For about four years, my family lived in Puerto Vallarta, Mexico, where we visited them…
Our brains are wired to perceive connections and draw significance from a gazillion pieces of sensory input every day. Simply to be able to function through this maelstrom of information, we can’t help but do a whole lot of projecting, assuming, and leaping to conclusions. We’re constantly deciphering a barrage of raw data through the filters of our past experiences and our expectations for the future.
This is one of the very real ways that we create the world we’re living into — we make it mean something and then we behave as if that meaning is true.
It happens whether we’re conscious of it or not. Whether or not we’re aware that we’re filling in the blanks, connecting the dots, and constructing our story pretty much out of whole cloth. Most of the time, for most of us, life tends to occur as if it’s showing up objectively the way it really is.
Either way, conscious or not, we are in fact shaping what actually happens next. So when life is amped-up, intense, and uncertain, like now, we’ve gotta be extra-careful about how we do this. The thing about doing it mindfully, making it up on purpose, is that we’re more likely to create the life that we want.
What I propose is: since it’s inevitable that we leap to conclusions about our lives and what’s in store, let’s do our best to leap to hopeful, inspiring, uplifting ones. Let’s jump for joy.
I’ve been thinking about the old nursery rhyme, “There was an old lady who swallowed a fly…” You know that one. The next line is, “I guess she’ll die.”
That seems like quite a leap, a rather drastic conclusion. Because of this initial, dire supposition — I guess she’ll die — the song’s successive stanzas describe the old lady swallowing larger and larger animals to address the fly problem. It’s silly, and fun to sing, especially the line about the spider, “that wriggled and jiggled and tickled inside her.” But in the final verse, she swallows a horse. Fulfilling the expectation she’d held from the beginning, she dies, of course.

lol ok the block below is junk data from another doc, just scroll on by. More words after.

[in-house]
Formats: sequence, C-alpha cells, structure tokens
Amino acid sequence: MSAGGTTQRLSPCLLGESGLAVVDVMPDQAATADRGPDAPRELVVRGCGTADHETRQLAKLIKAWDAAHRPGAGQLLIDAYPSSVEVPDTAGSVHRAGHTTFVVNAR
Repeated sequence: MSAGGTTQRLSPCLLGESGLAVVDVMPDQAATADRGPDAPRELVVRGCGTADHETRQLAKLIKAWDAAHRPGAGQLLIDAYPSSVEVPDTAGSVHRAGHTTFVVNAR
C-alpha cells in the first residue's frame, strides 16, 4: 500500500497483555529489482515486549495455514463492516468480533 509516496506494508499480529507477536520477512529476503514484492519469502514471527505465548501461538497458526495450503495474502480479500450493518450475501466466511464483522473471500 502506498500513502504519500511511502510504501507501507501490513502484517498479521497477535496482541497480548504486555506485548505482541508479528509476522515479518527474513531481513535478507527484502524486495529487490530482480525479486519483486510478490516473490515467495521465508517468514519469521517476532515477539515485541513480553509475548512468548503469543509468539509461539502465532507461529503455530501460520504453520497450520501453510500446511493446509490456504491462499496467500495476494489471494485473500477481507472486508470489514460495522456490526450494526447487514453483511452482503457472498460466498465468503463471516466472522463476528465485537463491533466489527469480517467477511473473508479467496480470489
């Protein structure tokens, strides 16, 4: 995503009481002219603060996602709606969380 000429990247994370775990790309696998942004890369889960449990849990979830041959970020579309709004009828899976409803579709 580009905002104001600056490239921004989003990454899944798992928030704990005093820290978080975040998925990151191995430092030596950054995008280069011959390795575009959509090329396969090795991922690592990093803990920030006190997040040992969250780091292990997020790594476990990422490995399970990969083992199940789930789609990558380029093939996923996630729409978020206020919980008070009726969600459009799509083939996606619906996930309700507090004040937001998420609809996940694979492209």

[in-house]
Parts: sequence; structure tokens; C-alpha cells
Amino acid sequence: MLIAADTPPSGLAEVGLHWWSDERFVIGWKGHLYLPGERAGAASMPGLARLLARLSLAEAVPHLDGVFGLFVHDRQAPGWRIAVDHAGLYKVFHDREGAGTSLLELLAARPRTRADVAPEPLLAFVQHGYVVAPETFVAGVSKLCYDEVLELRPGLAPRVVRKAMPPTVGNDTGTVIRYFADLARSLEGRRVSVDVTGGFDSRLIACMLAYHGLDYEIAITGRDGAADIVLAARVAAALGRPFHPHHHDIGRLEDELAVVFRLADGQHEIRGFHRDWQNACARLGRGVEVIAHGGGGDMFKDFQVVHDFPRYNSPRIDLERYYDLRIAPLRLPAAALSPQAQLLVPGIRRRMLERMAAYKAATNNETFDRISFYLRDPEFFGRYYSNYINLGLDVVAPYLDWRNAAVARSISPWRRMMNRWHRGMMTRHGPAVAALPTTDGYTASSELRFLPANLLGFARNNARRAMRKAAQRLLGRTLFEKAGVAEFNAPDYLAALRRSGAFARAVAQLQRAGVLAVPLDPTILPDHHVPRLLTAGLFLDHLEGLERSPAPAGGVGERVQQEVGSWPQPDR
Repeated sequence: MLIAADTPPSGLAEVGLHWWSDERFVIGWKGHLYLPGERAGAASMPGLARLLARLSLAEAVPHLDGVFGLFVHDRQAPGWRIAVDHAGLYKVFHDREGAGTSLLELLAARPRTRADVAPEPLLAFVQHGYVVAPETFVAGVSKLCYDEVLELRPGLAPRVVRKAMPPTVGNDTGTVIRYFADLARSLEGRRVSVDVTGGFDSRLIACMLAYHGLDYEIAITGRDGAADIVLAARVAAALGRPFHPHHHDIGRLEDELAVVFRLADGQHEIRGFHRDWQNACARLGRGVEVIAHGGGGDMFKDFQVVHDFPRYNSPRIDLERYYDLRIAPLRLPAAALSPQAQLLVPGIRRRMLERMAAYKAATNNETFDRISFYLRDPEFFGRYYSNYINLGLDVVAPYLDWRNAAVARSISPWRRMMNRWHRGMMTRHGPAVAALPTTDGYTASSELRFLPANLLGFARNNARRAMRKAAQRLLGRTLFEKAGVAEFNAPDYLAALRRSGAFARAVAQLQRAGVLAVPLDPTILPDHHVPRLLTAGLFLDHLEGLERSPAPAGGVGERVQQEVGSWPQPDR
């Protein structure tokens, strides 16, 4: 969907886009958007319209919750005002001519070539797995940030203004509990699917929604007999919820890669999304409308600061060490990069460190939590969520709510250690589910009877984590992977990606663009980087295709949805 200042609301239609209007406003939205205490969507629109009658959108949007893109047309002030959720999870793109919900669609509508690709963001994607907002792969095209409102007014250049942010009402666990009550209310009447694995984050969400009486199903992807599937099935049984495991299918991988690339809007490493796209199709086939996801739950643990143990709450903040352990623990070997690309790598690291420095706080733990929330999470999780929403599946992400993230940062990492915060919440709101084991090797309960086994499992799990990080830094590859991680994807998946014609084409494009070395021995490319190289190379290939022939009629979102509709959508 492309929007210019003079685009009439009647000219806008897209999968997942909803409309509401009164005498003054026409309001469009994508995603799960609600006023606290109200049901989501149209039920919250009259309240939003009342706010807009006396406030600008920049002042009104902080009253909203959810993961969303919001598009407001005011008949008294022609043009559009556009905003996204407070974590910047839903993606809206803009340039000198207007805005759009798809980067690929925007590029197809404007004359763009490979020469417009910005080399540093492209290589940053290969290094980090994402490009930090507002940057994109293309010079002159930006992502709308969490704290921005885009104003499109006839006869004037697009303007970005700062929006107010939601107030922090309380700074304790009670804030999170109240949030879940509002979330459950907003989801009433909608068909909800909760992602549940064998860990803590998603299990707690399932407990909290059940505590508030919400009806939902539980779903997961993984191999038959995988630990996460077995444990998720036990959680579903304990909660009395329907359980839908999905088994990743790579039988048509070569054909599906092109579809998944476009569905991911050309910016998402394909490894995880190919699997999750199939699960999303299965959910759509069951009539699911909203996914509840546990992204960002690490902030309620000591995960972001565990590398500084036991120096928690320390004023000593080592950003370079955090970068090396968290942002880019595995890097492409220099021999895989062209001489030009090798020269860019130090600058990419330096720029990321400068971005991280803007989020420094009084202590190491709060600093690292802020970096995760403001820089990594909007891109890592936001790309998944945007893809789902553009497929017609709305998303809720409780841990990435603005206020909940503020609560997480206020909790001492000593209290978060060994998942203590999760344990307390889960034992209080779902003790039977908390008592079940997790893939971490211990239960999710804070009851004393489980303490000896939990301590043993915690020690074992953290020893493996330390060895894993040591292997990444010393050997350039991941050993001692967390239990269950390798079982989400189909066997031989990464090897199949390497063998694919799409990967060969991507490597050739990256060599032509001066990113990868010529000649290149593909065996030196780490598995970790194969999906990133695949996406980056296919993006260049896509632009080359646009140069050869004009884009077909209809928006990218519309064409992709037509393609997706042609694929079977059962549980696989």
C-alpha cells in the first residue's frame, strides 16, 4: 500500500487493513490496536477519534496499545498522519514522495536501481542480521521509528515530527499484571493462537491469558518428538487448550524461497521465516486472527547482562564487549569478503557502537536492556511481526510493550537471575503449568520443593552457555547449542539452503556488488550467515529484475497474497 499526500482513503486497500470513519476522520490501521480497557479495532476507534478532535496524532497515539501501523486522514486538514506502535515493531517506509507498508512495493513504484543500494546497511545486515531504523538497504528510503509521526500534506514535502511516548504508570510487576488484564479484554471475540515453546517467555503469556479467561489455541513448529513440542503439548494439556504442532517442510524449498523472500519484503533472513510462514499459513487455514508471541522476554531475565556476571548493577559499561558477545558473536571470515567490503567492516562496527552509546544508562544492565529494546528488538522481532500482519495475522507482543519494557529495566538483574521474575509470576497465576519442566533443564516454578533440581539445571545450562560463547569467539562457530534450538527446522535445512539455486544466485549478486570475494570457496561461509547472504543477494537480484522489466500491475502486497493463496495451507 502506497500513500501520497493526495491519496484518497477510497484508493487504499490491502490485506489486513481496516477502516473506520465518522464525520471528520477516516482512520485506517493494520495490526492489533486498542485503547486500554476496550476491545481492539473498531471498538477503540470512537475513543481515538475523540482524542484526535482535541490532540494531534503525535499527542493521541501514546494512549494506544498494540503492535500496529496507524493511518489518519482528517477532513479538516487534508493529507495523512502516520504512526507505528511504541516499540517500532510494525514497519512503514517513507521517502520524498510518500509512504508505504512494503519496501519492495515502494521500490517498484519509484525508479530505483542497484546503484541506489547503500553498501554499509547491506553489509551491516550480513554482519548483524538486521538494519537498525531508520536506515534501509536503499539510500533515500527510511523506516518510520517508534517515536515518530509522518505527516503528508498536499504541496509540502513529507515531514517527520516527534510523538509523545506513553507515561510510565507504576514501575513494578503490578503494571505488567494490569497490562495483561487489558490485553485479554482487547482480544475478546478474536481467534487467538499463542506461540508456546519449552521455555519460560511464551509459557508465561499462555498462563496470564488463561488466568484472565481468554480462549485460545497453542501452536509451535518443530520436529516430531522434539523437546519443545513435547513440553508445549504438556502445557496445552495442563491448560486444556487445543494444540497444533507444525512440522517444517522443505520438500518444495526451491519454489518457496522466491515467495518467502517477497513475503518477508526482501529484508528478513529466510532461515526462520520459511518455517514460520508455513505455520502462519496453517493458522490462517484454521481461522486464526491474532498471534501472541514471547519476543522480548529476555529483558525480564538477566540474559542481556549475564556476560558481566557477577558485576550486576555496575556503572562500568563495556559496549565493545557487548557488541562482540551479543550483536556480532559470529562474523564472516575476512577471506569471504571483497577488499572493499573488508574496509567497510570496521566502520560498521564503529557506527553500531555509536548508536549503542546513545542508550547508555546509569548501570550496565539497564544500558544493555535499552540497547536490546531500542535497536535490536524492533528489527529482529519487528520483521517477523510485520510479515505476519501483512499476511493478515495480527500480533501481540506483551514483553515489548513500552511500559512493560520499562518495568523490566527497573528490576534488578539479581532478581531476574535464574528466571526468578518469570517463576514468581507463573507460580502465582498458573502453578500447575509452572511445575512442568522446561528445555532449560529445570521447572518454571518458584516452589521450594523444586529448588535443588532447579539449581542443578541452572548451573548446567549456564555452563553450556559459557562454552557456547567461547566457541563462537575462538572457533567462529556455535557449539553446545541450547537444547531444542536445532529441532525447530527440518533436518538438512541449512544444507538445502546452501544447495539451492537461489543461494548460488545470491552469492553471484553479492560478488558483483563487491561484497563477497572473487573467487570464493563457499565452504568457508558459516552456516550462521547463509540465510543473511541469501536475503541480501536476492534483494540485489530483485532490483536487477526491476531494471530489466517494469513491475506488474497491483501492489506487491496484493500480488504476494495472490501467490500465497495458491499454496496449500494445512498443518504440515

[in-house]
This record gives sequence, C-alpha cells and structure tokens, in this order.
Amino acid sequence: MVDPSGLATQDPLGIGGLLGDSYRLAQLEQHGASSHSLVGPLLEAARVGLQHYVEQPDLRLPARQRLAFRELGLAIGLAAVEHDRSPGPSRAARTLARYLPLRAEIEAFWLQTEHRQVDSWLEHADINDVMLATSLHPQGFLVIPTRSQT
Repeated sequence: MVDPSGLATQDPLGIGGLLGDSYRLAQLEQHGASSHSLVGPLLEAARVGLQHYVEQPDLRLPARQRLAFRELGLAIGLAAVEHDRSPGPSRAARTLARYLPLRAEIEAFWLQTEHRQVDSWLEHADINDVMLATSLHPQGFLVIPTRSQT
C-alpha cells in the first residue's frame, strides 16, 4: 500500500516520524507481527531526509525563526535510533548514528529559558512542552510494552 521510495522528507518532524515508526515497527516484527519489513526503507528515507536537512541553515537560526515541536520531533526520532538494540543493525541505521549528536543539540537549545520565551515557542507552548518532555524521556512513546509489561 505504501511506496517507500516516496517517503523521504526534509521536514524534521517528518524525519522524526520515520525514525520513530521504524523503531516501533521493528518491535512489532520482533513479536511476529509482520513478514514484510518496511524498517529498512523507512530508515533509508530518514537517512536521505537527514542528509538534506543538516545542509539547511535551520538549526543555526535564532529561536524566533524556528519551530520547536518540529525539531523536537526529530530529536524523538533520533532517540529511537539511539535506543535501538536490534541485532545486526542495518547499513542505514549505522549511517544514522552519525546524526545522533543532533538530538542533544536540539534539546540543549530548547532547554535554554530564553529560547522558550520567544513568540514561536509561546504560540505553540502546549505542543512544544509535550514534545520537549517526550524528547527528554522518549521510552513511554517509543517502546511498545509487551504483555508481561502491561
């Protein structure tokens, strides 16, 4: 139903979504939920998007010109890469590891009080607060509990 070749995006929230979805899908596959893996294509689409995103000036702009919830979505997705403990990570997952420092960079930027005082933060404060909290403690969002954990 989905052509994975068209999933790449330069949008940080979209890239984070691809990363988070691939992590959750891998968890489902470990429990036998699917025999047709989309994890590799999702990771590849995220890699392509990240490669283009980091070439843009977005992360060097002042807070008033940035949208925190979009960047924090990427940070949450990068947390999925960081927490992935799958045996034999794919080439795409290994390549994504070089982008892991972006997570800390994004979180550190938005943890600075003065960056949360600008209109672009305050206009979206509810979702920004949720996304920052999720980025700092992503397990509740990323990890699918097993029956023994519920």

All because of something that really didn’t have to be such a big deal in the first place, and something that could have been stopped or turned around at any point.
Don’t swallow the goat, for Pete’s sake!
She escalated. The old lady assumed the worst, overreacted according to her assumptions, and created the very situation she was hoping to avoid. JUST LIKE WE DO.
(Well, I guess I shouldn’t speak for you. Maybe you always respond with a cool, unflappability; never failing to look on the bright side, to see the opportunity where others see looming disaster. Congratulations, well done, you!)
However, most of us, generally, act a lot more like the old lady in the song.
These days, it feels especially hard not to overreact. The news reads like a doomsday prophesy. We’re feeling divided and our differences seem irreconcilable. We’re hyper-attuned to perceived dangers from multiple directions, and our adaptive fight-flight-freeze mechanism has been on red alert for months, years. Most of us are plumb exhausted.
When we’re stressed-out, as we take in new information, we’re much more likely to filter it through an assumption of ongoing catastrophe. We want to avoid disappointment or being caught unawares. We try to keep ourselves safe. We prepare for the worst…
Alas, this tends to create, inadvertently, the very conditions in which our imagined worst-case scenarios might bloom.
- What if we could calmly take in new information and immediately recognize it all as a mixed bag of good and bad and in-between, wide open to an almost infinite range of interpretations?
- What if we intentionally balanced our impressions and expectations to account for our evolutionary predisposition to assign disproportionate weight to perceived threats? Recognizing and adjusting for our built-in “bad-news bias.”
- What if we practiced reminding ourselves how much we’re making up?
I think we’d probably feel more empowered to make up something different, maybe something wonderful. So let’s look before we leap, set our sights on where we want to land, adjust for resistance, and choose to jump for joyful eventualities.
Honestly, I’m not saying that it’s always going to put us exactly where we want to be — life is going to keep being complicated, after all. But I think at the very least we might avoid some unnecessary, counter-productive, over-compensatory goat-swallowing.
I can’t wait to be with you this Sunday, September 26, 10 am at Maple Street Dance Space. With special musical guest, Dianna Hughes! My talk is also shared online every Sunday evening at BOSQUECSL.ORG. XO, Drew
©2021 Drew Groves